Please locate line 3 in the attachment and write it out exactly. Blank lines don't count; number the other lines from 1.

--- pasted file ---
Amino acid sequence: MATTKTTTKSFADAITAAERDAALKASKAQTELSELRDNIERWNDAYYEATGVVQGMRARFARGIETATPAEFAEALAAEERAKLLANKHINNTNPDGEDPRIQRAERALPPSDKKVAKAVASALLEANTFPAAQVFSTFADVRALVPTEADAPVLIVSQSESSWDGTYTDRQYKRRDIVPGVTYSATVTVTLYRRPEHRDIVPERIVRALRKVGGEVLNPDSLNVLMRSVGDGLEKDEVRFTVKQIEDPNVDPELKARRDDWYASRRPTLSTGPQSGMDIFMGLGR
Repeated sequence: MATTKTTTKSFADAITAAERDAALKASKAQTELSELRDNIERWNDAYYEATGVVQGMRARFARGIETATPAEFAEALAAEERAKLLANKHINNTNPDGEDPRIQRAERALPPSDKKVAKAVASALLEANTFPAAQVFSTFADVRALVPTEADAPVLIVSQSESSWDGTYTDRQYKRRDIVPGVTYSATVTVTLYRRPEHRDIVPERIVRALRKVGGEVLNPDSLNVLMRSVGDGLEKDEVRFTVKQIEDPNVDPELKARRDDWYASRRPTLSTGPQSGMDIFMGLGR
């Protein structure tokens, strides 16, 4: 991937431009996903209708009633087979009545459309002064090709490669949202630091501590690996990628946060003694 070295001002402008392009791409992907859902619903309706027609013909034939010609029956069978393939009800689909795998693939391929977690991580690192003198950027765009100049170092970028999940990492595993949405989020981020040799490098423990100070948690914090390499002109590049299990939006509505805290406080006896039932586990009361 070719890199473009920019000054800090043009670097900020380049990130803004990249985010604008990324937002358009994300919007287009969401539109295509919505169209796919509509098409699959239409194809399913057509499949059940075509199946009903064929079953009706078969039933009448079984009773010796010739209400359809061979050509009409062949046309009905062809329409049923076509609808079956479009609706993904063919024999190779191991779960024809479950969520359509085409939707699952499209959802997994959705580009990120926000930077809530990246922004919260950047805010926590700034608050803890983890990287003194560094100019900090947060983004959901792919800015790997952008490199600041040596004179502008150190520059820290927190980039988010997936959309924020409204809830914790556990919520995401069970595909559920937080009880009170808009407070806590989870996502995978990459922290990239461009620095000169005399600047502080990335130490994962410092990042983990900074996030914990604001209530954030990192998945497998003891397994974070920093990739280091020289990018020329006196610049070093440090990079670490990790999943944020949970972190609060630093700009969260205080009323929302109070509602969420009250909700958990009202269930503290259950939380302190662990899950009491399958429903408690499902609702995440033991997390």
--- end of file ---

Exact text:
């Protein structure tokens, strides 16, 4: 991937431009996903209708009633087979009545459309002064090709490669949202630091501590690996990628946060003694 070295001002402008392009791409992907859902619903309706027609013909034939010609029956069978393939009800689909795998693939391929977690991580690192003198950027765009100049170092970028999940990492595993949405989020981020040799490098423990100070948690914090390499002109590049299990939006509505805290406080006896039932586990009361 070719890199473009920019000054800090043009670097900020380049990130803004990249985010604008990324937002358009994300919007287009969401539109295509919505169209796919509509098409699959239409194809399913057509499949059940075509199946009903064929079953009706078969039933009448079984009773010796010739209400359809061979050509009409062949046309009905062809329409049923076509609808079956479009609706993904063919024999190779191991779960024809479950969520359509085409939707699952499209959802997994959705580009990120926000930077809530990246922004919260950047805010926590700034608050803890983890990287003194560094100019900090947060983004959901792919800015790997952008490199600041040596004179502008150190520059820290927190980039988010997936959309924020409204809830914790556990919520995401069970595909559920937080009880009170808009407070806590989870996502995978990459922290990239461009620095000169005399600047502080990335130490994962410092990042983990900074996030914990604001209530954030990192998945497998003891397994974070920093990739280091020289990018020329006196610049070093440090990079670490990790999943944020949970972190609060630093700009969260205080009323929302109070509602969420009250909700958990009202269930503290259950939380302190662990899950009491399958429903408690499902609702995440033991997390």